Is it possible for electrons to carry more than one charge?

Sorry if this has been asked before. Could also be a really basic question (new to electrical study).

I am a bit confused about the relationship between electrons and charges. So what I understand is this: (1) One coulomb of charge has 6.24 x 10^18 electrons and (2) an electron always carries one charge. Does that mean that ALWAYS for any given amount of electrons, there will be the same amount of charges?

I am conceptually picturing in my head an electron "soldier". It carries a "charge". A soldier can only carry one charge. 6.24 x 10^18 "soldiers" equals one coulomb which simultaneously means the same number of charges. Each soldier also carries food (stored potential energy) which is measured volts, which gets used up as the soldier goes on his/her journey.

So the question is - am I going in the right direction in terms of conceptually understanding charges, electrons and less importantly, voltage?

• Electric charge (sign and magnitude) is a property of an electron, i.e., the charge is inseparable and unchanging (as far as we know). But electric potential energy is an altogether different notion that is more abstract and, further, can't really be localized like you're thinking. I'll think about how to answer this later. – Alfred Centauri Oct 18 '14 at 23:05

Is it possible for electrons to carry more than one charge?

If by, one charge, you mean more electric charge than (the negative of) the elementary charge, the answer is no.

More specifically, an 'electron' would not be an electron if its charge were not $-e$.

However, electric charge is not the only type of charge electrons 'carry'. But this is a topic for another time.

Each soldier also carries food (stored potential energy) which is measured volts,

This is kind of nifty but, I'm afraid it's not productive to picture it this way.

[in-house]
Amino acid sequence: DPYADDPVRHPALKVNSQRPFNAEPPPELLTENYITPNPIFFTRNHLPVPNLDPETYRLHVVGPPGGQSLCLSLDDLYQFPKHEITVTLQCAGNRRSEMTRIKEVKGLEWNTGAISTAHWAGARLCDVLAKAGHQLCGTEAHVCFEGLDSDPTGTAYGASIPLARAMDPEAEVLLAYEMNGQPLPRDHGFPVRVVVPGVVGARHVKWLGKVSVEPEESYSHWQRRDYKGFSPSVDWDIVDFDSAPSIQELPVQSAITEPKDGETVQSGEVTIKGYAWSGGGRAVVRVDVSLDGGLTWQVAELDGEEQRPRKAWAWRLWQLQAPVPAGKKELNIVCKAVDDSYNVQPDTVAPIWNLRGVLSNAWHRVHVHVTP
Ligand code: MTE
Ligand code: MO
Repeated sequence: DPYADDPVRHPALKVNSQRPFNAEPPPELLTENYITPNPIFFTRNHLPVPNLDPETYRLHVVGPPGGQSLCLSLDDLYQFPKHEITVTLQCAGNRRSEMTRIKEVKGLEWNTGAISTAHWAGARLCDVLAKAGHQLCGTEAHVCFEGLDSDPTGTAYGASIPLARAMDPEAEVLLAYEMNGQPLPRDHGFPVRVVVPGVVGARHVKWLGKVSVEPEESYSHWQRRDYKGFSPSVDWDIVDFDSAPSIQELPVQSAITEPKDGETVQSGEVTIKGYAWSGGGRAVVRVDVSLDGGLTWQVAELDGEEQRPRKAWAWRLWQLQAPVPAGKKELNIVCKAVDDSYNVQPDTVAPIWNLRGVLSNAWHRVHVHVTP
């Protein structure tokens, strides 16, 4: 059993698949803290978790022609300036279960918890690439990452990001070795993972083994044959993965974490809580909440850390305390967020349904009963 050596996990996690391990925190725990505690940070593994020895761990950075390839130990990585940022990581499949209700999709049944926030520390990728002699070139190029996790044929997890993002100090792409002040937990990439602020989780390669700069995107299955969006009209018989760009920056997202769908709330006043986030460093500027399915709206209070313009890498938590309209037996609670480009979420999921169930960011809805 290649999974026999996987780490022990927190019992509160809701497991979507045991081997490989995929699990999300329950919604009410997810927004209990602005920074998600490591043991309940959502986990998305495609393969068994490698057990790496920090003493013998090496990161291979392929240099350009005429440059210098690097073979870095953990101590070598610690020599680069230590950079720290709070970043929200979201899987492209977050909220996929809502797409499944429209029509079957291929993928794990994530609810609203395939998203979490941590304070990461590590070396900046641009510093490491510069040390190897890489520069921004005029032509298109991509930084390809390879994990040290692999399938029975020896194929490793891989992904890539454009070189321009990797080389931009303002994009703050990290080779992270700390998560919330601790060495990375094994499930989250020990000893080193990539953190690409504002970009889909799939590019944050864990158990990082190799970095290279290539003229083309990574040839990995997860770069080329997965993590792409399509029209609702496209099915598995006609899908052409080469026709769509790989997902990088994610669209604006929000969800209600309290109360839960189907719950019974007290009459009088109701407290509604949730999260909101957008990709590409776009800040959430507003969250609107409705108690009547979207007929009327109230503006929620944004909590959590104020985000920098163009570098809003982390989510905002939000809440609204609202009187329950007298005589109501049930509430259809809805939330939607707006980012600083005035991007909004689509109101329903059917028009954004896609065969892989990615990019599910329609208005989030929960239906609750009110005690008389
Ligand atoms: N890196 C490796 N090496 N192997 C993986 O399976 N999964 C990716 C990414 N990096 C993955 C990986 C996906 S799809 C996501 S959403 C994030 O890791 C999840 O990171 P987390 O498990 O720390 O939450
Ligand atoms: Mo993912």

First, potential energy isn't measured in volts - electric potential is. Potential energy is measured in Joules while the volt is Joules per Coulomb so, while related, they're not to be confused.

Second, electric potential is useful when we think about the electric field which is an entity unto itself* both classically and quantumly.

Indeed, the electromagnetic field can both store and transport energy. So, when thinking of electric potential energy and electric potential, you must consider the role of the electric field as well as electric charge.

At this early point in your study, it's important to get off on the right foot conceptually so it's good that you're asking these type of questions.

*to be precise, the electromagnetic field

Each electron has a fixed charge of $-1.602\times10^{-19}\,\mbox{C}$ (where (C stands for coulombs). If you gather $6.24\times10^{18}$ electrons, the total charge will be \begin{align*} \mbox{Total charge} &= \mbox{Charge per electron}\times\mbox{Number of electrons}\\ &= -1.602\times10^{-19}\frac{\mbox{coulombs}}{\mbox{electron}}\times6.24\times10^{18}\mbox{electrons}\\ &=-1\,\mbox{coulomb}. \end{align*} Individual electrons do not carry potential or potential energy. Potential energy is a property of the system as a whole.